How I started: my first cittern
I didn’t plan to become an instrument builder when I made my first cittern in 1973. Several years earlier I’d bought a battered Portuguese Guitarra in a Leeds music shop. I didn’t know how I could play it (and had never heard of Fado music) but it intrigued me. I tuned the six pairs to guitar intervals, but this didn’t work well.
Only when Barry Dransfield borrowed it and removed two pairs, tuning the remaining four pairs mandolin style, did it start to make sense.
When Andy Irvine came to play solo gigs in Tyneside clubs, he stayed with us in the Black Gate. He was very interested in the Guittarra (and later found one for himself). He dropped the first pair a tone to use as a drone; this was a revelation to me and showed how I could use it for song accompaniment.
Around the same time, my wife Liz bought a locally built Appalachian dulcimer. It was nicely made but didn’t play well, so mustering my limited woodworking skills, I made one myself. It worked out well and I built more.
Tuned as Andy had shown me, I played the Guitarra in folk clubs throughout Britain. But its warm, soft tone didn’t carry well in the unamplified venues of the time and I knew it couldn’t be heard well at the back of many clubs.
In around 1972 I bought a 1931 arch-top Martin C1 from a visiting American and fell in love with its rich, loud and clangy sound. I’d built several dulcimers by now and decided to try the much more demanding task of building a new Guitarra style instrument with a carved arch-top like the Martin. I also wanted the extra versatility of a longer neck, meaning I’d use a capo to get the Guitarra’s shorter scale.
With Liz in around 1970. I’m holding the Portuguese Guittarra, Liz has the dulcimer that inspired me to start building.
The Black Gate
Shown left is the Black Gate, where Liz and I lived from 1969 to 1975. It was the gatehouse to the castle of Newcastle-upon-Tyne. We lived in a flat at the top, almost in the roof, and looked after a library and small museum occupying lower floors. The top room at the front was our son Jason’s bedroom and it was there I built my cittern.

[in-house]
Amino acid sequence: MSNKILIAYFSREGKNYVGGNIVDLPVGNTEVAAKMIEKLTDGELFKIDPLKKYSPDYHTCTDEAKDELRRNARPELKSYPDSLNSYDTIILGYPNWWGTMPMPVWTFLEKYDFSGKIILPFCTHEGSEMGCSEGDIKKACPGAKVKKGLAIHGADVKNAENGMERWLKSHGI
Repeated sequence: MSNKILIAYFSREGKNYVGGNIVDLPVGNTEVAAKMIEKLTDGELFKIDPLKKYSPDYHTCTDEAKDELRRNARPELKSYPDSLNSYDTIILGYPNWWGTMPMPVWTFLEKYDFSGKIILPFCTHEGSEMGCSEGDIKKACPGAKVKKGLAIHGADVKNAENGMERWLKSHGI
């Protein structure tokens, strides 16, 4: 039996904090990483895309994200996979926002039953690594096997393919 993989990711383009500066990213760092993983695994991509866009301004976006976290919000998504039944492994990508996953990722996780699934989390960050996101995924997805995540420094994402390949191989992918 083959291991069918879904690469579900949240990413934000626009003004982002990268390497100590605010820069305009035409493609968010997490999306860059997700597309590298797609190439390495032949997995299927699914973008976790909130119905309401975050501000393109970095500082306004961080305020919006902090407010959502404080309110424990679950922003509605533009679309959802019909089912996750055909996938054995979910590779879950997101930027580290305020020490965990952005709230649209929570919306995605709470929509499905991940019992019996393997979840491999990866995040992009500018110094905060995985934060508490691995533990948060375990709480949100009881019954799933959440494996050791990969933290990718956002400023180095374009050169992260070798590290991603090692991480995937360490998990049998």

Three months and two necks later, my instrument was finished. It had a Yellow Pine soundboard, Indian rosewood back and sides, a mahogany neck, and ebony fingerboard and bridge. I was very happy with it; I loved the sound and it could be heard at the back of crowded rooms in a way the Guitarra never could.
It didn’t have a name, but in a book on Renaissance instruments I found a whole chapter on teardrop shaped flat-back instruments, strung with pairs of metal strings, called citterns. The name now usually refers to a five course instrument, but citterns can in fact have any number of pairs of strings.
So my instrument became a cittern.
Playing my new cittern in a folk club sometime in the early seventies – clearly a while after the previous picture as I’d grown a beard in the meantime. The cittern had the volume and projection the Guittarra lacked, and could be heard much better in unamplified clubs.
I took the very heavily cambered fingerboard from the Guitarra, but was happy to replace the fan tuning system with orthodox guitar tuners – the Guitarra had been tricky to tune. The longer scale gave the option of playing in different keys more easily; this was important as the drone tuning meant it really couldn’t be played in many keys without using and moving a capo.
I played this first cittern in clubs all over Britain, and it attracted a lot of interest. A few people even asked me where they could get hold of one, and I told them I could make them one.
Considering my limited woodwork skills, and even more limited understanding of how instruments go together and (just as important) stay together, taking commissions for citterns after having built just one was adventurous verging on foolhardy. And heralded a steep and stressful learning curve for several years.
But I’d discovered what I would do with my life. I had become an instrument builder.
The Martin C1 and Portuguese Guitarra that inspired my cittern
My first cittern